The pressing shown by Los Blancos was very fine-tuned. The players were unsurprisingly not hesitant to play a physical game as well. As the earlier image shows us, Ousmane Dembele would receive the ball ahead of the defense and attempt to involve other players. Pedri and de Jong were the most obvious passing options. However, for them, the passing would more often than not be out wide. This was forced due to Madrid’s structure which prevented them from playing through the middle.

Arguably one of Barcelona’s strongest moves is when Messi plays Jordi Alba through between the full-back and centre-halves. Though it was effective at some points in the match, this was clearly something Zidane expected. When either full-back would have crossing options, the full-backs would look to block the cross.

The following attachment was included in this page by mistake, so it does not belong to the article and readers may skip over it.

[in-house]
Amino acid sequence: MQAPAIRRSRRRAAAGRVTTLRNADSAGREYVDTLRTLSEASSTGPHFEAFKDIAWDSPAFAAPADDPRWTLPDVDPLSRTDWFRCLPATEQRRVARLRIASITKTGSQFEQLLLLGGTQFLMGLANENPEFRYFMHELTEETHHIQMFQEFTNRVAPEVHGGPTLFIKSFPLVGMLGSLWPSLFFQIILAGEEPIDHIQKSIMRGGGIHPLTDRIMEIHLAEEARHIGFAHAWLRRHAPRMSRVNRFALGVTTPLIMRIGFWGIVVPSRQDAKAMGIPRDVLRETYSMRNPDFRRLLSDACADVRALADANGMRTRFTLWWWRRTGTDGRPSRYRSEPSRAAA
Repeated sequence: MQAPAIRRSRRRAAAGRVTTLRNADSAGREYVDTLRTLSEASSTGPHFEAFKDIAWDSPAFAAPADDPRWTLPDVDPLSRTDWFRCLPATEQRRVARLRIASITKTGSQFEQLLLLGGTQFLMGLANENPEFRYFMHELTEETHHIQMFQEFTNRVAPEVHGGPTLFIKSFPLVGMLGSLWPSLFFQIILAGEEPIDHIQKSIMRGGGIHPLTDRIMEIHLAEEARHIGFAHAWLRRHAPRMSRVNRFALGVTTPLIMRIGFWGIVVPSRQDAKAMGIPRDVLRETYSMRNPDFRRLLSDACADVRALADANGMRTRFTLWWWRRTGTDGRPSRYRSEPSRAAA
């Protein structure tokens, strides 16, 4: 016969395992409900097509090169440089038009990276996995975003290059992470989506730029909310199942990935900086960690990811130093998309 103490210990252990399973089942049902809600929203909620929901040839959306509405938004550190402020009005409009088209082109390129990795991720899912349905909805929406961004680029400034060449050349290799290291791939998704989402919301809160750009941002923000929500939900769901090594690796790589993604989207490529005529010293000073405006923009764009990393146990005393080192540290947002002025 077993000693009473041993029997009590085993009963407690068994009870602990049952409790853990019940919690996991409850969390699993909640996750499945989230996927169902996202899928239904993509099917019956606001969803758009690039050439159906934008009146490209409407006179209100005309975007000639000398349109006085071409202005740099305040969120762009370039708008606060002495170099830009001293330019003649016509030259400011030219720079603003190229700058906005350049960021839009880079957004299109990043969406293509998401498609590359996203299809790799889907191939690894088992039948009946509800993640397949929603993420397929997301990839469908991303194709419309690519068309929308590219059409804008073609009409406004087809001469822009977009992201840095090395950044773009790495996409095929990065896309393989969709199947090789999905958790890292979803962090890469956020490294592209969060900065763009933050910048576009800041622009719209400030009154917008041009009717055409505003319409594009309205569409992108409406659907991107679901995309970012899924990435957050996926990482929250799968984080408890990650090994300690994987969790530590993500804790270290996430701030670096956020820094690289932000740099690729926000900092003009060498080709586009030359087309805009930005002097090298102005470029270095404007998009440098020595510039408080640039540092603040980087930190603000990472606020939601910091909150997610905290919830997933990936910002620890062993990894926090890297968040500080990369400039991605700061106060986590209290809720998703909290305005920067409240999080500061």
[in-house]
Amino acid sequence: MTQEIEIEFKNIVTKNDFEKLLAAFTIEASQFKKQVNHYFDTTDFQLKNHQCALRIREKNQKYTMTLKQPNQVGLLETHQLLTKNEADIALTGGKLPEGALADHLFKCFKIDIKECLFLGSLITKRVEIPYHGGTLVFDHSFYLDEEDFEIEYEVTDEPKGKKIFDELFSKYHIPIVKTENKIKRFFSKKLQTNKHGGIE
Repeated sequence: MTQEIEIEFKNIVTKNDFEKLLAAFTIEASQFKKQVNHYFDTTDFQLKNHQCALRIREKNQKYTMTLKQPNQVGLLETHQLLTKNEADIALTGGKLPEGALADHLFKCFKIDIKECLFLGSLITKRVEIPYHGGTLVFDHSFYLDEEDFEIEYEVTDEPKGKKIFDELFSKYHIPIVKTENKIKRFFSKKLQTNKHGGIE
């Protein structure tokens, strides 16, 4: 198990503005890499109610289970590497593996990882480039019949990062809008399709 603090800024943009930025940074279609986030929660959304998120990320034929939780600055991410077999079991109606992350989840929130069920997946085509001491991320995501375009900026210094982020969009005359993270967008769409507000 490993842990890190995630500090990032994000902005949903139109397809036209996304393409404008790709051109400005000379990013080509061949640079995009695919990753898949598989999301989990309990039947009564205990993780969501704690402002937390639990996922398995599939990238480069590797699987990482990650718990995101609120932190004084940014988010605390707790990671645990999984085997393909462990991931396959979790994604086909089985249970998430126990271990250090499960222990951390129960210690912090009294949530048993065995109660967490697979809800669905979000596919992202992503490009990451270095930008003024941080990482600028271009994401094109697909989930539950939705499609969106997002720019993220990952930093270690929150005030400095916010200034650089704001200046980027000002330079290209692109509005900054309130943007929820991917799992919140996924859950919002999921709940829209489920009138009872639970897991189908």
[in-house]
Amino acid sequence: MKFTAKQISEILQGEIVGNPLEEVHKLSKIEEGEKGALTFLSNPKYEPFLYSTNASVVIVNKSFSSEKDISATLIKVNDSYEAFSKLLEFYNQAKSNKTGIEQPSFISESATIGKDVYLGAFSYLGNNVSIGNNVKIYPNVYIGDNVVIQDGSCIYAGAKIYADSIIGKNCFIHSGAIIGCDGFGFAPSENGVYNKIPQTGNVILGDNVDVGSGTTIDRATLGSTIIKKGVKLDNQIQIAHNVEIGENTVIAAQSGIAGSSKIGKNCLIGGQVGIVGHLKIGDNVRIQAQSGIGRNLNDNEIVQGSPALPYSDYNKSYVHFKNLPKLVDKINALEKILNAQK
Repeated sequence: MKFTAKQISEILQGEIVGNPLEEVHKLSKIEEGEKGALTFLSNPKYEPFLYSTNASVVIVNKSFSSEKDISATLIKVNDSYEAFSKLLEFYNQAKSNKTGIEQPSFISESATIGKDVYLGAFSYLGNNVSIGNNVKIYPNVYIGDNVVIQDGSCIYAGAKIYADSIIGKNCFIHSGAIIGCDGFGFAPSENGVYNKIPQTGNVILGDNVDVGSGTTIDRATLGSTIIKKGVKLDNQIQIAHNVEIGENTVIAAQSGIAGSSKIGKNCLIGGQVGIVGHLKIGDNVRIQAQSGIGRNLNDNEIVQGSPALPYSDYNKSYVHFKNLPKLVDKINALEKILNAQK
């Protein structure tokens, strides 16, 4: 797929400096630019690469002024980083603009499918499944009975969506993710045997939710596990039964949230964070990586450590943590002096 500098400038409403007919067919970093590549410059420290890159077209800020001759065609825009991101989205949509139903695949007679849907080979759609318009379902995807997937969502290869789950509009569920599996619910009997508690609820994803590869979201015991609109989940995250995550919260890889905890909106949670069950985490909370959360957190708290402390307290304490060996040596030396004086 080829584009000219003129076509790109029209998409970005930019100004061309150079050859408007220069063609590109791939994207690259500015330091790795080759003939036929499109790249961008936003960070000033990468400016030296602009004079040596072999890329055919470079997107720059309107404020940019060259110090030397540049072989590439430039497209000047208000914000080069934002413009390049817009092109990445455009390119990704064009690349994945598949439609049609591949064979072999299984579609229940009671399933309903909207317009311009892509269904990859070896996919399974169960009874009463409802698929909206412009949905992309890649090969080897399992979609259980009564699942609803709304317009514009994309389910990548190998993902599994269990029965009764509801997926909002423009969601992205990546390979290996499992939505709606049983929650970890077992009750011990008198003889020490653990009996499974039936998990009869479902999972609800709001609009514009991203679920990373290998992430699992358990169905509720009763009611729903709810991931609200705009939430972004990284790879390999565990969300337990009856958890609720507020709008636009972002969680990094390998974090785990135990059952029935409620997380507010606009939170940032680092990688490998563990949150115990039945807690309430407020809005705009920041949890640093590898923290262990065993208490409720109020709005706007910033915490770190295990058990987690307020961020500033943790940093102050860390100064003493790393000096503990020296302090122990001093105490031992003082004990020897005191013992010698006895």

Simultaneously, the centre-halves would track Barcelona’s attackers Messi and Dembele. These two being the only two forwards, Mingueza’s goal was one of the few times the team actually had more players looking to attack. Casemiro would be in the box looking to clear the ball or cover for any defensive holes.

What went wrong for Barcelona?

Ronald Koeman’s team selection was well-thought-out. Shifting de Jong to midfield was a smart choice. However, as the scoreline clearly shows, some issues persisted.